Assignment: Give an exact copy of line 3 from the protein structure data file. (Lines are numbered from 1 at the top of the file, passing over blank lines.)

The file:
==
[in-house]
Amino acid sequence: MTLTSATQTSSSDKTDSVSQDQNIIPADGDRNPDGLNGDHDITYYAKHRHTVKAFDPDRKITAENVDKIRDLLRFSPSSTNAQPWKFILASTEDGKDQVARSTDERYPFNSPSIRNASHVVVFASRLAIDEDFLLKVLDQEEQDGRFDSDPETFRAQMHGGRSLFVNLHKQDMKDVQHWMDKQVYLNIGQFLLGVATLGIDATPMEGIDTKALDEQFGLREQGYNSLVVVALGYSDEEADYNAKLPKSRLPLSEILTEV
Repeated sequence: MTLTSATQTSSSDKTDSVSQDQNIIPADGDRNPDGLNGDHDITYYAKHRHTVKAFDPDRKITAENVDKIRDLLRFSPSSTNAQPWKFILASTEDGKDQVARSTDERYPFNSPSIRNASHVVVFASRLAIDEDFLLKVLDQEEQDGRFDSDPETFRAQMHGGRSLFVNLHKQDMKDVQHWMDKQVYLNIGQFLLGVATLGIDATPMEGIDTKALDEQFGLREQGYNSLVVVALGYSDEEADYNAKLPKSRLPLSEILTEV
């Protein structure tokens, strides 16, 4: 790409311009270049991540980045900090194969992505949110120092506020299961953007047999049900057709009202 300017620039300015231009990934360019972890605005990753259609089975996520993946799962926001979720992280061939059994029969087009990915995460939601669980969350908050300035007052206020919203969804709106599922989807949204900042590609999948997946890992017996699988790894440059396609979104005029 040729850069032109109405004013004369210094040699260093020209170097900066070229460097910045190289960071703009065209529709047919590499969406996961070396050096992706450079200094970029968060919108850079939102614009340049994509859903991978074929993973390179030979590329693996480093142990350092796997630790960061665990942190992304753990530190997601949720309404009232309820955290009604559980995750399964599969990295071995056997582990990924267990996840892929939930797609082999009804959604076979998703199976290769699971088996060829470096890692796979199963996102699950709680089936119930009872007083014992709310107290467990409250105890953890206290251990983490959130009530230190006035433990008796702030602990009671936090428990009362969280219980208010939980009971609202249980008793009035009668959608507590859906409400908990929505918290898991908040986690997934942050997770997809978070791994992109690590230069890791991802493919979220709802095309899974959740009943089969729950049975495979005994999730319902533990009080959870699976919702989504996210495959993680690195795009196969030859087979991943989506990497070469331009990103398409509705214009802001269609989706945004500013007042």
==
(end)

Repeated sequence: MTLTSATQTSSSDKTDSVSQDQNIIPADGDRNPDGLNGDHDITYYAKHRHTVKAFDPDRKITAENVDKIRDLLRFSPSSTNAQPWKFILASTEDGKDQVARSTDERYPFNSPSIRNASHVVVFASRLAIDEDFLLKVLDQEEQDGRFDSDPETFRAQMHGGRSLFVNLHKQDMKDVQHWMDKQVYLNIGQFLLGVATLGIDATPMEGIDTKALDEQFGLREQGYNSLVVVALGYSDEEADYNAKLPKSRLPLSEILTEV